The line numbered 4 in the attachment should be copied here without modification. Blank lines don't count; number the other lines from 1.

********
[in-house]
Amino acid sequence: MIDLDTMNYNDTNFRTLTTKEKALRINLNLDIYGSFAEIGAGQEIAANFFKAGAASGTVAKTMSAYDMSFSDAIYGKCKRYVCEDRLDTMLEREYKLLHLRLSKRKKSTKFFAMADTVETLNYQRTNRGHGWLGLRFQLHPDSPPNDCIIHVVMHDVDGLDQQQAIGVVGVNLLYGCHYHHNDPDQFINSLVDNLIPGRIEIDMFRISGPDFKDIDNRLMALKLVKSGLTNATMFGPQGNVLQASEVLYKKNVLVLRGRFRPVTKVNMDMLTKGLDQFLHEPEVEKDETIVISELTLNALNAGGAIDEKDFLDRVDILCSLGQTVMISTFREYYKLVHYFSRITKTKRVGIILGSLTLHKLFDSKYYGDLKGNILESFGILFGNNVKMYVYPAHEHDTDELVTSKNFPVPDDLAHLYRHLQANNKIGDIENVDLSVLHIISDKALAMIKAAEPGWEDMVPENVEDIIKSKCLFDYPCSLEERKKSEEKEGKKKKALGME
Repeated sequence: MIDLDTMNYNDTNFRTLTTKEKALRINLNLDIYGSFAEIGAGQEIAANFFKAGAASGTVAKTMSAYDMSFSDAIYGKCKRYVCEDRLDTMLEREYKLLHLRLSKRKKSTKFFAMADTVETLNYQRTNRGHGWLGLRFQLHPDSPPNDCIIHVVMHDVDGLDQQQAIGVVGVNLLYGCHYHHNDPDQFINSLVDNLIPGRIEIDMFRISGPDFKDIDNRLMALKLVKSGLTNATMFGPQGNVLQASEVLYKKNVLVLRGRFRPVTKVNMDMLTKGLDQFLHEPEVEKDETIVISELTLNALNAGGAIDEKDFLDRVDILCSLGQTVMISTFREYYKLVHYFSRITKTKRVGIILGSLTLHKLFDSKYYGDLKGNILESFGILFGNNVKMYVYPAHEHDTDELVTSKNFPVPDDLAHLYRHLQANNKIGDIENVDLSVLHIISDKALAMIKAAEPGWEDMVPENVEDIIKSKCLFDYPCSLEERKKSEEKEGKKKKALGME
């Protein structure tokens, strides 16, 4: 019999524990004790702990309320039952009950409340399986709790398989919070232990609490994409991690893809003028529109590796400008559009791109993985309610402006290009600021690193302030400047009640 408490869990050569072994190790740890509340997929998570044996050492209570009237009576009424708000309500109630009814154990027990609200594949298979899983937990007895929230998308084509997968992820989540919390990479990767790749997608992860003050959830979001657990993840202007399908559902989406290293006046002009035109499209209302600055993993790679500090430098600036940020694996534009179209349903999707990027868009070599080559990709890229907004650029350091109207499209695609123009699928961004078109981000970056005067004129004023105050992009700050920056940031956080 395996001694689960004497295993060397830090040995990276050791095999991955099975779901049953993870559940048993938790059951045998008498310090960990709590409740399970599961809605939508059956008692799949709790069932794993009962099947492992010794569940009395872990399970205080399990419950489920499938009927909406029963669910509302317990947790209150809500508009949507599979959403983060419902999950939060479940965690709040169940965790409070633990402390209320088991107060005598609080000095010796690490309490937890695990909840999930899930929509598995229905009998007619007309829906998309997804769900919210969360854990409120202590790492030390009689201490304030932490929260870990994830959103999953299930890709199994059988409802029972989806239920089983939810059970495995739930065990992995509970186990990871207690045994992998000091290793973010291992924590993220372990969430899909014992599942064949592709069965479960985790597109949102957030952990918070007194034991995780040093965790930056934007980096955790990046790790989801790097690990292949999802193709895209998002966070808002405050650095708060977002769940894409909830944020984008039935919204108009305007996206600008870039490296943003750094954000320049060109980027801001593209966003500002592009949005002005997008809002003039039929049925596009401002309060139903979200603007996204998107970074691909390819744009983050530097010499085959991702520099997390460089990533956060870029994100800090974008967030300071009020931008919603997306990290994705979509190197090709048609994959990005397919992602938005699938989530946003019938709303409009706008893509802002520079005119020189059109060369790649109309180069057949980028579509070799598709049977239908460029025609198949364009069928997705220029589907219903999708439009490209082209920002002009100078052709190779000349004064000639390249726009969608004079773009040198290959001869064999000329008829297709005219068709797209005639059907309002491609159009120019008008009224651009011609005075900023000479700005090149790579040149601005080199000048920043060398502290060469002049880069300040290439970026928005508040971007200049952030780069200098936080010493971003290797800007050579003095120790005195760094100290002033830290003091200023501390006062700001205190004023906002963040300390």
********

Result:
């Protein structure tokens, strides 16, 4: 019999524990004790702990309320039952009950409340399986709790398989919070232990609490994409991690893809003028529109590796400008559009791109993985309610402006290009600021690193302030400047009640 408490869990050569072994190790740890509340997929998570044996050492209570009237009576009424708000309500109630009814154990027990609200594949298979899983937990007895929230998308084509997968992820989540919390990479990767790749997608992860003050959830979001657990993840202007399908559902989406290293006046002009035109499209209302600055993993790679500090430098600036940020694996534009179209349903999707990027868009070599080559990709890229907004650029350091109207499209695609123009699928961004078109981000970056005067004129004023105050992009700050920056940031956080 395996001694689960004497295993060397830090040995990276050791095999991955099975779901049953993870559940048993938790059951045998008498310090960990709590409740399970599961809605939508059956008692799949709790069932794993009962099947492992010794569940009395872990399970205080399990419950489920499938009927909406029963669910509302317990947790209150809500508009949507599979959403983060419902999950939060479940965690709040169940965790409070633990402390209320088991107060005598609080000095010796690490309490937890695990909840999930899930929509598995229905009998007619007309829906998309997804769900919210969360854990409120202590790492030390009689201490304030932490929260870990994830959103999953299930890709199994059988409802029972989806239920089983939810059970495995739930065990992995509970186990990871207690045994992998000091290793973010291992924590993220372990969430899909014992599942064949592709069965479960985790597109949102957030952990918070007194034991995780040093965790930056934007980096955790990046790790989801790097690990292949999802193709895209998002966070808002405050650095708060977002769940894409909830944020984008039935919204108009305007996206600008870039490296943003750094954000320049060109980027801001593209966003500002592009949005002005997008809002003039039929049925596009401002309060139903979200603007996204998107970074691909390819744009983050530097010499085959991702520099997390460089990533956060870029994100800090974008967030300071009020931008919603997306990290994705979509190197090709048609994959990005397919992602938005699938989530946003019938709303409009706008893509802002520079005119020189059109060369790649109309180069057949980028579509070799598709049977239908460029025609198949364009069928997705220029589907219903999708439009490209082209920002002009100078052709190779000349004064000639390249726009969608004079773009040198290959001869064999000329008829297709005219068709797209005639059907309002491609159009120019008008009224651009011609005075900023000479700005090149790579040149601005080199000048920043060398502290060469002049880069300040290439970026928005508040971007200049952030780069200098936080010493971003290797800007050579003095120790005195760094100290002033830290003091200023501390006062700001205190004023906002963040300390």